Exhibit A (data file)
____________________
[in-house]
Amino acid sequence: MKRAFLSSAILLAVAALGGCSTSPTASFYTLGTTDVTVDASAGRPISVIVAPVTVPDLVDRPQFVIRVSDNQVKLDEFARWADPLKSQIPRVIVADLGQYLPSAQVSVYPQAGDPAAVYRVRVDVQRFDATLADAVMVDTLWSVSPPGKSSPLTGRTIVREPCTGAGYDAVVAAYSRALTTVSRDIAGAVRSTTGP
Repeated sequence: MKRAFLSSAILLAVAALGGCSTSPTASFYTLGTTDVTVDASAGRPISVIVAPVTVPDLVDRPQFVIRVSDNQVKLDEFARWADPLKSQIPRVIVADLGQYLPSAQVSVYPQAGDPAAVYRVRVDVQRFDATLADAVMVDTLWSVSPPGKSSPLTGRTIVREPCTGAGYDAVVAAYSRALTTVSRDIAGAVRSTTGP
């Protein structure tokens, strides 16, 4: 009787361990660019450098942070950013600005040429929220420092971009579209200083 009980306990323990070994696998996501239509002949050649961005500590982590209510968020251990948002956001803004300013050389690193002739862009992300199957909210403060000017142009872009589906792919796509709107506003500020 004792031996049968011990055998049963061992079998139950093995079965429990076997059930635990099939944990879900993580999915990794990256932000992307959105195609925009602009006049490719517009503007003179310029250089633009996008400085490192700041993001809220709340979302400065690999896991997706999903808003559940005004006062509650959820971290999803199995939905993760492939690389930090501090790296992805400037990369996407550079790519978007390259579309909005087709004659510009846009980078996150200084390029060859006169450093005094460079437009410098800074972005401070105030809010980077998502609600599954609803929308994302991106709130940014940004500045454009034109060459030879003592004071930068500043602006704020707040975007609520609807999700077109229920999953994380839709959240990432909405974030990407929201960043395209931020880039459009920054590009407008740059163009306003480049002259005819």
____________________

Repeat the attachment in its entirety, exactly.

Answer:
[in-house]
Amino acid sequence: MKRAFLSSAILLAVAALGGCSTSPTASFYTLGTTDVTVDASAGRPISVIVAPVTVPDLVDRPQFVIRVSDNQVKLDEFARWADPLKSQIPRVIVADLGQYLPSAQVSVYPQAGDPAAVYRVRVDVQRFDATLADAVMVDTLWSVSPPGKSSPLTGRTIVREPCTGAGYDAVVAAYSRALTTVSRDIAGAVRSTTGP
Repeated sequence: MKRAFLSSAILLAVAALGGCSTSPTASFYTLGTTDVTVDASAGRPISVIVAPVTVPDLVDRPQFVIRVSDNQVKLDEFARWADPLKSQIPRVIVADLGQYLPSAQVSVYPQAGDPAAVYRVRVDVQRFDATLADAVMVDTLWSVSPPGKSSPLTGRTIVREPCTGAGYDAVVAAYSRALTTVSRDIAGAVRSTTGP
């Protein structure tokens, strides 16, 4: 009787361990660019450098942070950013600005040429929220420092971009579209200083 009980306990323990070994696998996501239509002949050649961005500590982590209510968020251990948002956001803004300013050389690193002739862009992300199957909210403060000017142009872009589906792919796509709107506003500020 004792031996049968011990055998049963061992079998139950093995079965429990076997059930635990099939944990879900993580999915990794990256932000992307959105195609925009602009006049490719517009503007003179310029250089633009996008400085490192700041993001809220709340979302400065690999896991997706999903808003559940005004006062509650959820971290999803199995939905993760492939690389930090501090790296992805400037990369996407550079790519978007390259579309909005087709004659510009846009980078996150200084390029060859006169450093005094460079437009410098800074972005401070105030809010980077998502609600599954609803929308994302991106709130940014940004500045454009034109060459030879003592004071930068500043602006704020707040975007609520609807999700077109229920999953994380839709959240990432909405974030990407929201960043395209931020880039459009920054590009407008740059163009306003480049002259005819």